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If one is working with an architect on a new house plan there are so many options. The main goal is an even distribution of light. Concealing the light source is important. Cove and valance lighting achieve this. Projecting light on the ceiling is a very desirable way of creating an even distribution. Recessed cans provide down lighting. They are used effectively in the corners of a room. I would suggest using them sparingly.
There are also wonderful computer lighting systems that can be built into your house. They program your lighting for specific moods through the day and night. It is important to explore every option when creating from scratch.
In a renovation, changes are somewhat restricted. Typically, there are wall sockets and possibly one light source in the ceiling. In many cases recessed cans may be installed. If there is already recessed lighting, existing cans may be changed out for newer more versatile models. It is lovely to wash the walls with light as opposed to the standard downward beam. It is all important for every light source to be on a dimmer. Aside from creating a mood, it also increases the lifespan of the bulbs.
There are three basic types of lighting: ambient, task and accent. The best plan incorporates these three layers.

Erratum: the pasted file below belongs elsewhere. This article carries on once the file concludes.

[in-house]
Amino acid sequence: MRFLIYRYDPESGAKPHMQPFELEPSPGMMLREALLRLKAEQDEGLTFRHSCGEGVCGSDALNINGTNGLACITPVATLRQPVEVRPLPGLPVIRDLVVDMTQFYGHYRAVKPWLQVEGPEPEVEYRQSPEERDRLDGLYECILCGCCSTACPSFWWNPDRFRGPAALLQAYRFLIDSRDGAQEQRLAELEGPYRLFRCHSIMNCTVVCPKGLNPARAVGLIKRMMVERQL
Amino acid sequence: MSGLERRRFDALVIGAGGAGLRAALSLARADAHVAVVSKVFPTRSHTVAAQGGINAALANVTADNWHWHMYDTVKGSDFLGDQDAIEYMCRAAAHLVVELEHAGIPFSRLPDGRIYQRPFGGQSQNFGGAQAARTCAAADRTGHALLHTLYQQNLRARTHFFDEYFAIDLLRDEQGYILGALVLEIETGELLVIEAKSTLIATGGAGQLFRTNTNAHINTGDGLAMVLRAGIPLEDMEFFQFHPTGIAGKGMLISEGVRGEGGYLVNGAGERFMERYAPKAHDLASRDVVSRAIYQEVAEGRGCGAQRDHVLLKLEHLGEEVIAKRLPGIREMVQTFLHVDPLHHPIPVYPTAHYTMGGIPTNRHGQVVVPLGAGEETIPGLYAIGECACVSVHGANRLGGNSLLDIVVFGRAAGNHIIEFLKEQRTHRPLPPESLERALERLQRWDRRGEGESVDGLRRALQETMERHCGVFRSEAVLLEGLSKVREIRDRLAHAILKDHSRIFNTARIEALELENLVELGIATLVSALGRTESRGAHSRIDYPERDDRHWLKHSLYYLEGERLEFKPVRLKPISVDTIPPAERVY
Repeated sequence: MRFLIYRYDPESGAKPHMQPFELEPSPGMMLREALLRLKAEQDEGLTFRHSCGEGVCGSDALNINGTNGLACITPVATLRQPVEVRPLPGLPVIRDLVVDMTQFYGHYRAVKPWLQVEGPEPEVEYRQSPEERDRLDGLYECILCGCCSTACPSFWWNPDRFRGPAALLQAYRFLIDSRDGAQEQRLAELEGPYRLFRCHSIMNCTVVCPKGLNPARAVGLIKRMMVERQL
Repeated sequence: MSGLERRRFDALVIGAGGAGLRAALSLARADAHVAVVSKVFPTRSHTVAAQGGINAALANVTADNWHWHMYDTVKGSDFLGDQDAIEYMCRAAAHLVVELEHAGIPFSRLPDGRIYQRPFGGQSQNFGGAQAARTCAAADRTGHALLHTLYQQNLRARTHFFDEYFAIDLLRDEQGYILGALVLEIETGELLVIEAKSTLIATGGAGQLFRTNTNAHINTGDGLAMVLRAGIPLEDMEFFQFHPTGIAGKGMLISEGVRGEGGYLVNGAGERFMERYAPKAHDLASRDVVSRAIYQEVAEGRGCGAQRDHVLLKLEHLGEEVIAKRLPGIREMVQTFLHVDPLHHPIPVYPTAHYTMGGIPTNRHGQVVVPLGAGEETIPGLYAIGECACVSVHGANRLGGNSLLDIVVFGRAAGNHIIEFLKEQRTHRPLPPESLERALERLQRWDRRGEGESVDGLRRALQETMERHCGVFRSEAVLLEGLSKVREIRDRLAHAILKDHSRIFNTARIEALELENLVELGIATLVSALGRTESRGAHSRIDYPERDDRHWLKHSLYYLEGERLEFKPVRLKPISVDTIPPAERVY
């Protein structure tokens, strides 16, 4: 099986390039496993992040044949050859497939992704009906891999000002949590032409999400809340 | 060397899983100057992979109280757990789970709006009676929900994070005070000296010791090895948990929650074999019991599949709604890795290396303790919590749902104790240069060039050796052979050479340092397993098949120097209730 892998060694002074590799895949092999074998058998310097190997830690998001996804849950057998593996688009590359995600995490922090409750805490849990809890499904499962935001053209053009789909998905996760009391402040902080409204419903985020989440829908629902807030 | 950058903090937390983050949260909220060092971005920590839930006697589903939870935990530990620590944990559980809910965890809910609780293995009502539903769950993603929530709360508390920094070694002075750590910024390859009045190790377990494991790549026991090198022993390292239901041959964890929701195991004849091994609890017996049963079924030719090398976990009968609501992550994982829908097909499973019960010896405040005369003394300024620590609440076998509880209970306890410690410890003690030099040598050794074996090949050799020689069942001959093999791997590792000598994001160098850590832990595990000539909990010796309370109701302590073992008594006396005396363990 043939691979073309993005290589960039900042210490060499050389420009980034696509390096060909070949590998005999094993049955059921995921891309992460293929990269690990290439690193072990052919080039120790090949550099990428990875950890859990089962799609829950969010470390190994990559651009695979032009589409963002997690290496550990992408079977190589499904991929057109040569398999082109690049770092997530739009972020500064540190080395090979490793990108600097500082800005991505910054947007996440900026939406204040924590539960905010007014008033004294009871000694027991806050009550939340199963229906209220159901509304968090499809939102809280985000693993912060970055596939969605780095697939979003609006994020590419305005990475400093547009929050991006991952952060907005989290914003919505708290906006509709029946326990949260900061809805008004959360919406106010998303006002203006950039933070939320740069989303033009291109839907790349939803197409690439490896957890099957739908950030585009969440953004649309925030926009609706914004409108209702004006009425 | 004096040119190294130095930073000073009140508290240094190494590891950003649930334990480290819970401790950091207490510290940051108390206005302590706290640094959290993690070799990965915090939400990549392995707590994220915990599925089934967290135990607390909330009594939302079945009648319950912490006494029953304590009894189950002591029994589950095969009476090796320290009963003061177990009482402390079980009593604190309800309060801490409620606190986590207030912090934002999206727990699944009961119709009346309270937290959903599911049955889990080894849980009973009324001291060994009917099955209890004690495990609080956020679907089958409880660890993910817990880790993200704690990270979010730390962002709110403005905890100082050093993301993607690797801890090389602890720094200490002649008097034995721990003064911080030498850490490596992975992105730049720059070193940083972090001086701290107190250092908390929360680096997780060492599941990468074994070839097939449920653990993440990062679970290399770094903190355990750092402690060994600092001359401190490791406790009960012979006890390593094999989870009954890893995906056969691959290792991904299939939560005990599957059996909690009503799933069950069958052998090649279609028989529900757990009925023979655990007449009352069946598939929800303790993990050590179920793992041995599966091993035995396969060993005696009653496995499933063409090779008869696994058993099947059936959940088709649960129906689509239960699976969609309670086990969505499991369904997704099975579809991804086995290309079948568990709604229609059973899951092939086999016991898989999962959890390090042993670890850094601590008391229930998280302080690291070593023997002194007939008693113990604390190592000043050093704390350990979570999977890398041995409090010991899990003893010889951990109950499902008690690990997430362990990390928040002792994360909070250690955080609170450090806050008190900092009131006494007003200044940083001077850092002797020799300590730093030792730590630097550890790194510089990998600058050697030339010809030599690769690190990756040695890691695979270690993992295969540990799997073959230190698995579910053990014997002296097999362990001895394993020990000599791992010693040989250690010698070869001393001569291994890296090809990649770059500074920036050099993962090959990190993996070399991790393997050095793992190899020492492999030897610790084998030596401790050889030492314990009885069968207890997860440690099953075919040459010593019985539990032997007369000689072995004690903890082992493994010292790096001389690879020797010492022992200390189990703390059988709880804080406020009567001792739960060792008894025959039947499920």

Ambient provides overall illumination for a room. It creates a uniform light level throughout the space. This would include recessed fixtures, sconces, or torchieres that wash the walls and ceiling with light. Lamps play an important part in even distribution. Carefully placed, they create specific light throughout the room and provide a visually pleasant atmosphere.
Task lighting is intended to illuminate a specific area as in kitchen counters, living room seating areas, a home office or a reading nook. Accent lighting draws attention to a specific object, such as art, sculpture, plants or bookcases, and often used outdoors to highlight trees or a water feature. In one’s planning it makes sense to consider ambient first and then task and accent.
Light bulbs! There are so many now. As far as bulbs are concerned I prefer incandescent because of the warm color they produce. To go a bit further, I prefer 60-watt pale pink bulbs for the living and dining rooms. They cast a beautiful soft glow to a room and make everyone look more attractive. I use only 25-watt bulbs in sconces and chandeliers for low light.
Overall, it is important to first think about how you use each space and what you do in specific rooms to provide the best type of light.